Regular price: £14.99

Membership details Membership details
  • A 30-day trial plus your first audiobook, free
  • 1 credit/month after trial – choose any book, any price
  • Easy exchanges – swap any book you don’t love
  • Keep your audiobooks, even if you cancel
  • Free, unlimited access to Audio Shows
  • After your trial, Audible is just £7.99/month
OR
In Basket

Summary

Insightful, surprising and with groundbreaking revelations about our society, Everybody Lies exposes the secrets embedded in our Internet searches, with a foreword by best-selling author Steven Pinker.

Everybody lies, to friends, lovers, doctors, pollsters - and to themselves. In Internet searches, however, people confess their secrets - about sexless marriages, mental health problems, even racist views. Seth Stephens-Davidowitz, an economist and former Google data scientist, shows that this could just be the most important dataset ever collected.

This huge database of secrets - unprecedented in human history - offers astonishing, even revolutionary insights into humankind. Anxiety, for instance, does not increase after a terrorist attack. Crime levels drop when a violent film is released. And racist searches are no higher in Republican areas than in Democrat ones.

Stephens-Davidowitz reveals information we can use to change our culture and the questions we're afraid to ask that might be essential to our health - both emotional and physical. Insightful, funny and always surprising, Everybody Lies exposes the biases and secrets embedded deeply within us, at a time when things are harder to predict than ever.

©2017 Seth StephensDavidowitz (P)2017 Audible, Ltd

What members say

Average customer ratings

Overall

  • 4.5 out of 5 stars
  • 5 Stars
    155
  • 4 Stars
    64
  • 3 Stars
    27
  • 2 Stars
    4
  • 1 Stars
    1

Performance

  • 4.5 out of 5 stars
  • 5 Stars
    157
  • 4 Stars
    55
  • 3 Stars
    8
  • 2 Stars
    3
  • 1 Stars
    1

Story

  • 4.5 out of 5 stars
  • 5 Stars
    127
  • 4 Stars
    65
  • 3 Stars
    26
  • 2 Stars
    1
  • 1 Stars
    2
Sort by:
  • Overall
    4 out of 5 stars
  • Performance
    5 out of 5 stars
  • Story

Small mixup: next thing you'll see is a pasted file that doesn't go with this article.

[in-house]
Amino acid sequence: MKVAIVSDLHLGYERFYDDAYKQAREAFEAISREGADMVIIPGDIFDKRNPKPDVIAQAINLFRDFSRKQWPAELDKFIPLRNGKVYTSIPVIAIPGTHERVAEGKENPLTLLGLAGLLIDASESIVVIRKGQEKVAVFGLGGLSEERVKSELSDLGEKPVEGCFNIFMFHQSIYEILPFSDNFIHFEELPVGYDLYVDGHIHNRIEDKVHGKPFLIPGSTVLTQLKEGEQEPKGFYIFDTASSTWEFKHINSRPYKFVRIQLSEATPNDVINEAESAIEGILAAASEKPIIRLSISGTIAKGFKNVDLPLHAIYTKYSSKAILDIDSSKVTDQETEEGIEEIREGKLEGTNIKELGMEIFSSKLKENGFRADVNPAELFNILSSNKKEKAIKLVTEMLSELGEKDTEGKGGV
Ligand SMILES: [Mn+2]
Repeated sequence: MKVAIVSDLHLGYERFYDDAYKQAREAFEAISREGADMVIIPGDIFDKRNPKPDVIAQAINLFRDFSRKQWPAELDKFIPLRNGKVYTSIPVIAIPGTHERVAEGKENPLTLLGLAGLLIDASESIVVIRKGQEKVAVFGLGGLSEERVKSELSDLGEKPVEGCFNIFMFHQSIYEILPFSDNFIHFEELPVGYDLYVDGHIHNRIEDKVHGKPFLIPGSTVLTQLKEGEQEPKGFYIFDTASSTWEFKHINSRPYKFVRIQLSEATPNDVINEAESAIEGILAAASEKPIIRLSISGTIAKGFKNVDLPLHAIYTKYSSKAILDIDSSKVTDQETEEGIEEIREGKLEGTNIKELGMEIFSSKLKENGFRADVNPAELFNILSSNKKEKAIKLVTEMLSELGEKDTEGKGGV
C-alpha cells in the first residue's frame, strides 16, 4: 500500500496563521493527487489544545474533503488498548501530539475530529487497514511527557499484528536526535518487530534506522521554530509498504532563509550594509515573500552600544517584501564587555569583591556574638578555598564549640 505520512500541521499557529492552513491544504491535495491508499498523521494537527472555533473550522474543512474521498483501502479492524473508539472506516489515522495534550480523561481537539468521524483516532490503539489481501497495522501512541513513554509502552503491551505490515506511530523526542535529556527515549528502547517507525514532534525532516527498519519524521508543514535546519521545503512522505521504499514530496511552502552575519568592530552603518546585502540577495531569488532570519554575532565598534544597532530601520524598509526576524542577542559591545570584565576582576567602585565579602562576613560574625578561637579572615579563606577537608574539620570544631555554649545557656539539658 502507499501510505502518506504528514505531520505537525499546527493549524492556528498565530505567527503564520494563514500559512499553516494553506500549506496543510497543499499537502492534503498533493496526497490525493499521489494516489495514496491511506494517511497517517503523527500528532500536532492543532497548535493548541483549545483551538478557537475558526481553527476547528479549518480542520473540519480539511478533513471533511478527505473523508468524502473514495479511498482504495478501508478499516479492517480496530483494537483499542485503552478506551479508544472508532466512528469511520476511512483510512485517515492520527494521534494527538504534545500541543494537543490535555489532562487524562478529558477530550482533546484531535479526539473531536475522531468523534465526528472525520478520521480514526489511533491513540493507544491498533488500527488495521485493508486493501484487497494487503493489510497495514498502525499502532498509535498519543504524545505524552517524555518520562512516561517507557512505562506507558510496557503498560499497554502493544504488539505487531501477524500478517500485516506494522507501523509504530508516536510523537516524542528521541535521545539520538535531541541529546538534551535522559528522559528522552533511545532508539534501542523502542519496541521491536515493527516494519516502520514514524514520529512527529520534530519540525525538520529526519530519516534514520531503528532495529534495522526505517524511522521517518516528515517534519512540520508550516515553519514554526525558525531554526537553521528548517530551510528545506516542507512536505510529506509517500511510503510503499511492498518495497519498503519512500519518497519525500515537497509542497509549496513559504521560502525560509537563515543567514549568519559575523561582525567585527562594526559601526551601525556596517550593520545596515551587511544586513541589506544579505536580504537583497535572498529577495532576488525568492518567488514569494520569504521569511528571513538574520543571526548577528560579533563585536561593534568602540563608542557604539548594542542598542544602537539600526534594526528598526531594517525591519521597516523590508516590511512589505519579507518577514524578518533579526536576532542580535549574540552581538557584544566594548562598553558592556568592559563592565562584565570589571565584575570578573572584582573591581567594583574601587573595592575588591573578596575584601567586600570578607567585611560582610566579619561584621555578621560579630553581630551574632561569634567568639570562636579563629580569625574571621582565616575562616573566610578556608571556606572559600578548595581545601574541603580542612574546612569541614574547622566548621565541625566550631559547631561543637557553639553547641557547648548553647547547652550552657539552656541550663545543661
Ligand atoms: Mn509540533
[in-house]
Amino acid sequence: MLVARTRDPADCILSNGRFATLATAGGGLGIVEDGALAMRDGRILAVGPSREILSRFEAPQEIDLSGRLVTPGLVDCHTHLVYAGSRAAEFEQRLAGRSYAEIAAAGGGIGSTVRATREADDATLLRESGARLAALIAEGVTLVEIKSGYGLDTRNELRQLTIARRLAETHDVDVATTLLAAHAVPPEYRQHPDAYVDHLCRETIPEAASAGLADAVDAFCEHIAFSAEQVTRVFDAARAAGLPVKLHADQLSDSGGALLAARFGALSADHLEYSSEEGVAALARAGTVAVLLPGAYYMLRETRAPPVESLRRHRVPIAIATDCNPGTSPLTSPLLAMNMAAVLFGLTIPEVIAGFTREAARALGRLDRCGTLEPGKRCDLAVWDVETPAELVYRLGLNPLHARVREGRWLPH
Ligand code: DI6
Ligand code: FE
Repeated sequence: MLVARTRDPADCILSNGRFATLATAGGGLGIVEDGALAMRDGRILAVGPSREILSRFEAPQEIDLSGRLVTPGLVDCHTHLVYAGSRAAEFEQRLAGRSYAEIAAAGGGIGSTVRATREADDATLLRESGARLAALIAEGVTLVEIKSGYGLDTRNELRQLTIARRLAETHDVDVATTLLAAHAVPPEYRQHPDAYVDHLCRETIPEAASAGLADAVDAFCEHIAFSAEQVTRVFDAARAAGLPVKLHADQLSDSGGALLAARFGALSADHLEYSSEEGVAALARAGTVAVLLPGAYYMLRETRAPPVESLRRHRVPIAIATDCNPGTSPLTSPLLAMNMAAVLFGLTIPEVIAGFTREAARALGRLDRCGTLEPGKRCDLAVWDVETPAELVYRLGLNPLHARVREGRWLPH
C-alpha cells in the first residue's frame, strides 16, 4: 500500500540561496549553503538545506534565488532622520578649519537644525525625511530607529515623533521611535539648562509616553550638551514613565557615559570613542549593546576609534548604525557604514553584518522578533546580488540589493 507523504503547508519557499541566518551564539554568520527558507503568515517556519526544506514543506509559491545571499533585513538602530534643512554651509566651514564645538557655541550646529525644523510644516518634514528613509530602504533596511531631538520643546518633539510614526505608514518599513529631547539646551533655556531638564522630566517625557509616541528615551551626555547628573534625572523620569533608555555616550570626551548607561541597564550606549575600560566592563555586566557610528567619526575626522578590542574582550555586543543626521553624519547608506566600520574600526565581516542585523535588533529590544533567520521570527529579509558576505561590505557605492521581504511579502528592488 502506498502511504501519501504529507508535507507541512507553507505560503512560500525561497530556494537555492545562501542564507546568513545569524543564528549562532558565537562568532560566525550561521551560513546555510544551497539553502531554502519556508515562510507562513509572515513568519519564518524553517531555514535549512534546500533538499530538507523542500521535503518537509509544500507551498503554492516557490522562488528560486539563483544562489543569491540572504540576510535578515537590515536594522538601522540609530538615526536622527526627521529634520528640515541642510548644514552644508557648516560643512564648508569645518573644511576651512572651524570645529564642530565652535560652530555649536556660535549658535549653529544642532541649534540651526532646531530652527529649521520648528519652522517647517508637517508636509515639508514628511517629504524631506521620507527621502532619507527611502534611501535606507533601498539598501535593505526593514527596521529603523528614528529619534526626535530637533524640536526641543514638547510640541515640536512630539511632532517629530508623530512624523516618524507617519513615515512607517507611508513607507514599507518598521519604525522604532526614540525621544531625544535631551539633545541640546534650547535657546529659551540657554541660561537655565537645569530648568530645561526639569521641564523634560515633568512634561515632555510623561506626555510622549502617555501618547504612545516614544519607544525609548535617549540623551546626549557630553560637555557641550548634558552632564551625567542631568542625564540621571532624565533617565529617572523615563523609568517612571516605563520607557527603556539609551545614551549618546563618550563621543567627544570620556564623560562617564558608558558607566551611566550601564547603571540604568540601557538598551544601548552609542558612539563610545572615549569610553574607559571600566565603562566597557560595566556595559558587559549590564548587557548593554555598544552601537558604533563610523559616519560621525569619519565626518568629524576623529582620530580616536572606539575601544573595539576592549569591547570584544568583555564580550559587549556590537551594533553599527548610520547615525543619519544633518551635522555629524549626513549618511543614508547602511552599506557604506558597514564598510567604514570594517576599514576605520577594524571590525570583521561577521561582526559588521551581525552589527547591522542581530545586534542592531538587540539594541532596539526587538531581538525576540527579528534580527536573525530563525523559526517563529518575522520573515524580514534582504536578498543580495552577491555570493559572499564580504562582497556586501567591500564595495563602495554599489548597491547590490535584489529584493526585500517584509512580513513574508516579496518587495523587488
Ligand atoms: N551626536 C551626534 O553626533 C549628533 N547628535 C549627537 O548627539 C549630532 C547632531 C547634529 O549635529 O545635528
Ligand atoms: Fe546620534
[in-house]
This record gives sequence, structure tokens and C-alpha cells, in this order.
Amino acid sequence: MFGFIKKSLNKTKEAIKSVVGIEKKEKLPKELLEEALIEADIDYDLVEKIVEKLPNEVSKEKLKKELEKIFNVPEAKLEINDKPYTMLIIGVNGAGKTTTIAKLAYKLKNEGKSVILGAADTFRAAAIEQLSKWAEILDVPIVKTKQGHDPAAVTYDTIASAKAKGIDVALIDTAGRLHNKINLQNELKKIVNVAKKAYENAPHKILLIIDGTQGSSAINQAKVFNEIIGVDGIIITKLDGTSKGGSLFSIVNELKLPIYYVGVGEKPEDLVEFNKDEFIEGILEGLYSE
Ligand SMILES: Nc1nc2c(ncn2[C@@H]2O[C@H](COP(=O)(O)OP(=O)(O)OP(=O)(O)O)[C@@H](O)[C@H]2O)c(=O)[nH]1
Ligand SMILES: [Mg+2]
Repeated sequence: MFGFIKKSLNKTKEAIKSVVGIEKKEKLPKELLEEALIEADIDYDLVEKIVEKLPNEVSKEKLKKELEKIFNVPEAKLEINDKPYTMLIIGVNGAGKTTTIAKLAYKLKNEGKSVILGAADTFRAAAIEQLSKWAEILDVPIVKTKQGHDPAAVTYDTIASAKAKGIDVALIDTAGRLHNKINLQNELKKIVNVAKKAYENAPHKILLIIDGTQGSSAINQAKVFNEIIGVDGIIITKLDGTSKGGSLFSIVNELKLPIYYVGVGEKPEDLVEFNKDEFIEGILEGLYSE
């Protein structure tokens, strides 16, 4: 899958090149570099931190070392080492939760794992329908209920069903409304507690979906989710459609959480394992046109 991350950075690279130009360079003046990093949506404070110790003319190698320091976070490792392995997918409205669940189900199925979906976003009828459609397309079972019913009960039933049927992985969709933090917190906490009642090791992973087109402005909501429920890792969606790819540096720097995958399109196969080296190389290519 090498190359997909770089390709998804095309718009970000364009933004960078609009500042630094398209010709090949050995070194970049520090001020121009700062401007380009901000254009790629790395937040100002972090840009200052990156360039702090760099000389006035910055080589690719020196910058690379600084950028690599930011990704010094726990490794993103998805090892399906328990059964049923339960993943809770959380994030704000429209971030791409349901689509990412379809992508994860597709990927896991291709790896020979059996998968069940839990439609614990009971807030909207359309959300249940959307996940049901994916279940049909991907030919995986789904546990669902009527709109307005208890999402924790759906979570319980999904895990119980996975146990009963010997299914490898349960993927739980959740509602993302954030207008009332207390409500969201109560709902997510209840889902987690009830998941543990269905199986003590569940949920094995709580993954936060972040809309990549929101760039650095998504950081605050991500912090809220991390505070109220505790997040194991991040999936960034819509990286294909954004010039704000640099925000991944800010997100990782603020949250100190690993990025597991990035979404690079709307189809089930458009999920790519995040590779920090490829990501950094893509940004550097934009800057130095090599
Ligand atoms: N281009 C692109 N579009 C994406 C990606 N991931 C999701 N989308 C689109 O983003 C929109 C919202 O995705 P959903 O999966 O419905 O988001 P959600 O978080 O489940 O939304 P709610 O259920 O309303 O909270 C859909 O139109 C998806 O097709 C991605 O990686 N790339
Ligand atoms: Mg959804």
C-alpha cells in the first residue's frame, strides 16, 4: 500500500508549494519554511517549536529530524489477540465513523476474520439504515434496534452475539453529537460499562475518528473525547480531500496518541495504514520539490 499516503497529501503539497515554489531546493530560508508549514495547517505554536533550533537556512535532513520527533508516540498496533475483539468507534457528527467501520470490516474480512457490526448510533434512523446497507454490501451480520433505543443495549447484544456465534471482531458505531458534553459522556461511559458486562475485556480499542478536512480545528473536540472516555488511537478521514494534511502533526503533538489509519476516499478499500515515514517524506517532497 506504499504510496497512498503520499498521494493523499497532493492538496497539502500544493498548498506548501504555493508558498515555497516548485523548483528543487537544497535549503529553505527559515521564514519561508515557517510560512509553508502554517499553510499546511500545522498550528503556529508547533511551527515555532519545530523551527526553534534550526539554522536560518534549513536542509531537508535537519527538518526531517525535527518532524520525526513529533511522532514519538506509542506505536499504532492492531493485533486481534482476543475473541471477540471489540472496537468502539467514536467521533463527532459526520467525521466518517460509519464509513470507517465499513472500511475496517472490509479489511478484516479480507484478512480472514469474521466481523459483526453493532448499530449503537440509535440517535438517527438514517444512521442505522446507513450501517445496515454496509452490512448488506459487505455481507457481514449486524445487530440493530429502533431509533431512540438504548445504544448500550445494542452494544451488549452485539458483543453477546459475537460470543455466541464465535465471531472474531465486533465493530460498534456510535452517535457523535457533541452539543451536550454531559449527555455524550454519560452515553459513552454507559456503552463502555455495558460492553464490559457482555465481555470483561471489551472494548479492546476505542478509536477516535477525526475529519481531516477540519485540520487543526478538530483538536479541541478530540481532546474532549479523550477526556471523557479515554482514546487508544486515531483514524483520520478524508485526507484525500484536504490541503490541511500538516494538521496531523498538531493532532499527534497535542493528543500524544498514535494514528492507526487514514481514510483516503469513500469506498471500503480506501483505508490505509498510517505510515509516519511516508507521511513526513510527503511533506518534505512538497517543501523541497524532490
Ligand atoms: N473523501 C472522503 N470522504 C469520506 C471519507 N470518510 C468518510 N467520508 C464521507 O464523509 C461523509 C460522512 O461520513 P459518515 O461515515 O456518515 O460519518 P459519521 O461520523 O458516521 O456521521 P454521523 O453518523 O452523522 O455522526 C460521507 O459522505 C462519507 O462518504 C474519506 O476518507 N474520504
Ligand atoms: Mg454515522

4 out of 5 stars

Sometimes its hard tu visualize and the numbers

Some moments was very interesting and in some I just lost the line. Will be better to read, not to listen as its easier to see the stats ant think a bit about them

9 of 10 people found this review helpful

  • Overall
    3 out of 5 stars
  • Performance
    4 out of 5 stars
  • Story
    3 out of 5 stars

interesting in parts

there's some interesting insights buried in this book, but it's a little slow in parts and lacks something, though I can't quite say what.
I found the concluding chapter is protracted and unnecessary

12 of 14 people found this review helpful

  • Overall
    5 out of 5 stars
  • Performance
    5 out of 5 stars
  • Story
    5 out of 5 stars

Worth listening all the way to the end

Which is more than I managed with Daniel Kahneman’s thinking fast and slow I’m embarrassed to admit.

Full of fascinating facts about human nature backed with data.

4 of 5 people found this review helpful

  • Overall
    5 out of 5 stars
  • Performance
    5 out of 5 stars
  • Story
    5 out of 5 stars

Amazing facts

I really enjoyed the book and all the facts and data behind it. It's inspired me to go into data science now. Thank you for the amazing work.

  • Overall
    3 out of 5 stars
  • Performance
    2 out of 5 stars
  • Story
    4 out of 5 stars

Yeah but

Interesting anecdotes but not all so impressive or compelling as the author believed. A fair bit of survivor bias masquerading as deep insight, especially as far as Google searching is confirmed. I found the narrator quite irritating, and this may have affected my view of the content.

  • Overall
    5 out of 5 stars
  • Performance
    5 out of 5 stars
  • Story
    5 out of 5 stars

For data lovers.

If you enjoy big data, little data and weird data then this book is for you. The story was a bit weird and it's definitely not an easy read or listen for most but the narrator is energetic and adds style to what might otherwise be boring statistics.

  • Overall
    4 out of 5 stars
  • Performance
    4 out of 5 stars
  • Story
    4 out of 5 stars

interesting insights

some good examples of big data analysis
still needs conclusion though I'm listening not abandoning

  • Overall
    4 out of 5 stars
  • Performance
    5 out of 5 stars
  • Story
    5 out of 5 stars

Big data made (more) interesting

This book is quirky and nerdy, and points the next step for data analysis to help make sense of drivers, triggers and causality. In other words, it is the new and improved version of Freakonomics attempting to utilise big data to illuminate key areas of our lives (sex, tax filings, voting, purchasing decisions, amongst the few addressed). A knowledge and interest in statistics would make some of the more technical (aka “nerdy”) sections more readable, therefore I recommend this book in its audio format as it is more digestible for those with an aversion to regression analysis.

  • Overall
    4 out of 5 stars
  • Performance
    5 out of 5 stars
  • Story
    4 out of 5 stars

interest book

its a very different way to look at yhe world around you. I liked the book and the authors approach

  • Overall
    5 out of 5 stars
  • Performance
    5 out of 5 stars
  • Story
    5 out of 5 stars

Fascinating from start to finish!

If you like freakenomics you'll love this book. What do people really think and what do they actually do, despite what they say? Finally big data has the answers!

Sort by:
  • Overall
    5 out of 5 stars
  • Performance
    5 out of 5 stars
  • Story
    5 out of 5 stars
  • Jan-Albert van den Berg
  • 12-04-18

Brilliantly read, and extremely interesting!

Following in the footsteps of freakonmics, the book will be worth listening to the end!